Cash loss for LT on Fleetline deal?
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BUS DEALER Ensign of Grays, Essex, is now offering for sale a large number of exLondon Transport DMS-type Daimler Fleetline doubledecker buses, writes the Passenger Editor.
Ensign, which is able to offer a large number of vehicles and can guarantee a prospective buyer a continuous supply of the buses, has already started to convert a number of buses to single entrances for West Midlands PTE and to supply others to National Bus subsidiary City of Oxford Motor Services.
London Transport has always claimed that off-thepeg buses do not stand up to London's operating conditions. So more Fleetlines now seem likely to be disposed of in increasing numbers as they become due for recertification and new generation buses are delivered to replace them.
In the past few years London Transport has had to prematurely dispose of large numbers of vehicles. Among them has been a large number of rear-engined AEC Merlin single-deckers, AEC Swift single-deckers and a few Metro-Scania double-deckers.
Operators which have bought the ex-London vehicles have in most cases found them in surprisingly good mechanical condition and some vehicles that were sold as only suitable for spare parts have been economically certified for a further useful lease of life. The need to dispose of large numbers of vehicles at a time has also meant that in most cases it is unlikely that the ex-LT buses have reached -book value" for similar vehicles of that age — a factor that can only contribute to the Executive's bus operating losses.
London Transport has also decided to canibalise and scrap a small number of Scaniapowered Metropolitans built as recently as 1976.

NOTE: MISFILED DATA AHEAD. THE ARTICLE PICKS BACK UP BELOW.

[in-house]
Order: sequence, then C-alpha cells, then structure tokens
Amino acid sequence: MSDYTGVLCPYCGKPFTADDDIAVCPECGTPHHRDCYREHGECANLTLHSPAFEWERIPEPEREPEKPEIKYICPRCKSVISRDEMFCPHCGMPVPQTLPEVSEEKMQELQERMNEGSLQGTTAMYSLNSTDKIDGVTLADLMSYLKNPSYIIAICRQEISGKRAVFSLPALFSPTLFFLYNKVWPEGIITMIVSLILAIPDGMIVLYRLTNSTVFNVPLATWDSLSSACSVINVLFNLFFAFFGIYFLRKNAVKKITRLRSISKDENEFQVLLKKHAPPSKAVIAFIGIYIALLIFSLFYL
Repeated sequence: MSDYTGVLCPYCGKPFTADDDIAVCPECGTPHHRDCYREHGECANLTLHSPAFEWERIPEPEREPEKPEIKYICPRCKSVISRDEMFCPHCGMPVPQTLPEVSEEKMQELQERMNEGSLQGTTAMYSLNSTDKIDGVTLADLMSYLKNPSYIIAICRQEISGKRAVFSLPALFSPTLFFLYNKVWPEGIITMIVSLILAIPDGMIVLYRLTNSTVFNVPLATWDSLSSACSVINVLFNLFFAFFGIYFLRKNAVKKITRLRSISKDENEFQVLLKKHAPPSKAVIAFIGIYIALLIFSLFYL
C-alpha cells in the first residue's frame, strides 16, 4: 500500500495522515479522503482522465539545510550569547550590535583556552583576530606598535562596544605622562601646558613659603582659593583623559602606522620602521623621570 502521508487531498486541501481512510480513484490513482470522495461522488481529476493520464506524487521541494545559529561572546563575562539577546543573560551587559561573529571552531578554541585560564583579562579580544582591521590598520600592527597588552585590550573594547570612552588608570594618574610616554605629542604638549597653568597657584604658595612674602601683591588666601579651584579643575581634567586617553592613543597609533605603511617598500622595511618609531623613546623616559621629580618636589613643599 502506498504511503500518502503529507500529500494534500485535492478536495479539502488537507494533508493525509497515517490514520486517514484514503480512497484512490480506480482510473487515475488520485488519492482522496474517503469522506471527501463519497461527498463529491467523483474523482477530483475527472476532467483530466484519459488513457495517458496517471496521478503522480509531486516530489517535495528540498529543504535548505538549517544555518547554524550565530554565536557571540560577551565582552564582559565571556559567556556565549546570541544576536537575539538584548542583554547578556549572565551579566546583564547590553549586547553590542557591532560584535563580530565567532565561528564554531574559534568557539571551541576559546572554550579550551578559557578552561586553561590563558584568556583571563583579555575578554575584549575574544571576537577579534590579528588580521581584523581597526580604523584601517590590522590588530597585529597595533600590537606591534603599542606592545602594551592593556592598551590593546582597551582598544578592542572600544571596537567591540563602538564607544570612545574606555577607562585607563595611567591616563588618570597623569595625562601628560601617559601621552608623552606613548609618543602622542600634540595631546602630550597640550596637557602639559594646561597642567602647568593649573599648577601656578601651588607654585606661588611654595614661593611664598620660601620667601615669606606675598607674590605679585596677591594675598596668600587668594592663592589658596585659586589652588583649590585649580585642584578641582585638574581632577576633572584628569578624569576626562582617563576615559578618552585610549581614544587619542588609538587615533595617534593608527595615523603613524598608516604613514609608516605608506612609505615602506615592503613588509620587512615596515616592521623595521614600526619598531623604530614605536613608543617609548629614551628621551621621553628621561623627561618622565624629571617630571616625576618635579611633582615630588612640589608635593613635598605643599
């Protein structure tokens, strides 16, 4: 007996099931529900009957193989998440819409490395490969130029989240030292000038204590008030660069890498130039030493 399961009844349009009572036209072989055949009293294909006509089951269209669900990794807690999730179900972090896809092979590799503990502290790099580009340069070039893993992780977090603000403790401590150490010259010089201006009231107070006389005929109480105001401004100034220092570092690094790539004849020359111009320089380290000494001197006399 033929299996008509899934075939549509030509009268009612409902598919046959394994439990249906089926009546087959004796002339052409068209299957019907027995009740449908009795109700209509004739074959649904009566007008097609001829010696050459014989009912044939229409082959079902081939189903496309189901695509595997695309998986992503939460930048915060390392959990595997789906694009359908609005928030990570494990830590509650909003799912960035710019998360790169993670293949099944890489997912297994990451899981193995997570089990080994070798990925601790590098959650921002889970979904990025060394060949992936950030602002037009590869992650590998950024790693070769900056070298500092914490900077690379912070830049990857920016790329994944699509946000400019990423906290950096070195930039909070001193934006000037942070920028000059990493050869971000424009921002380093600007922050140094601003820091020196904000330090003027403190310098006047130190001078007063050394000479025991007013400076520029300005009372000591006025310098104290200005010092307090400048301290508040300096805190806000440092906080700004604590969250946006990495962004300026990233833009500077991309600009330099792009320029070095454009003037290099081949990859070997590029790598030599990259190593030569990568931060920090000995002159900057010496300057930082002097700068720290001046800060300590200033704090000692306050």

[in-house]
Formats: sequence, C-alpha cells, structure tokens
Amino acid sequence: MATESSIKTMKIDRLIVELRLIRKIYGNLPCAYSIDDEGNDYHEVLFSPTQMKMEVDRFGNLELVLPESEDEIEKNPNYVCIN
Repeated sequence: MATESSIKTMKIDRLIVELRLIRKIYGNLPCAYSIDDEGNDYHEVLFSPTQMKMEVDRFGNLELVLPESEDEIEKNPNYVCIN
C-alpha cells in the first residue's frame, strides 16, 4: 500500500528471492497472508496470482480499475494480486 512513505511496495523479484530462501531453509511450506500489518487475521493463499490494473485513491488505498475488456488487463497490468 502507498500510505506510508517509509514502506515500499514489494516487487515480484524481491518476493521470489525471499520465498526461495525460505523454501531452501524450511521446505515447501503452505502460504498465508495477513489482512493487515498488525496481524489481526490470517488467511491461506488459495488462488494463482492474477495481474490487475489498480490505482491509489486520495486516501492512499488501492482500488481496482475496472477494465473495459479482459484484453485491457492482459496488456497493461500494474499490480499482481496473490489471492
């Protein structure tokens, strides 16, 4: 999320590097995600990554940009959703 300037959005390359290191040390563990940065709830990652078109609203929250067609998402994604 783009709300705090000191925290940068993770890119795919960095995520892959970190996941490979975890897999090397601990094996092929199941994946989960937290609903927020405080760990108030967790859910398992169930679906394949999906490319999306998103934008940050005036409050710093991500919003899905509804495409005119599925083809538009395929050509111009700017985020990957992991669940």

It is almost inconceivable that, unless the vehicles have accident damage serious enough to declare them as "write offs" it can be economic to reduce them to scrap metal at this premature stage when their value is likely to be well in excess of E20,000.
A number of London Transport Daimler Fleetlines under seven years old have already been broken up for scrap after being canibalised for spare parts.
Spare parts have long been a problem for London Transport although at present Scania, which manufacturers the running units and chassis of Metropolitans, knows of no problem with a supply of parts for these buses.
Leyland Vehicles now have a direct computer link to LT's spare parts department, which should guarantee a ready supply of their spares.
In the past delays in the supply of spare parts from London Transport's Chiswick spares department to its operating depots have led to repair delays and the system has since been under review.
London Transport now has on order a large number of new generation MCW Metrobuses and Leyland Titans and the Executive must hope that these buses stand up to the difficult operating conditions in the capital — and if they do not, that it finds out before it buys 2,000 of them.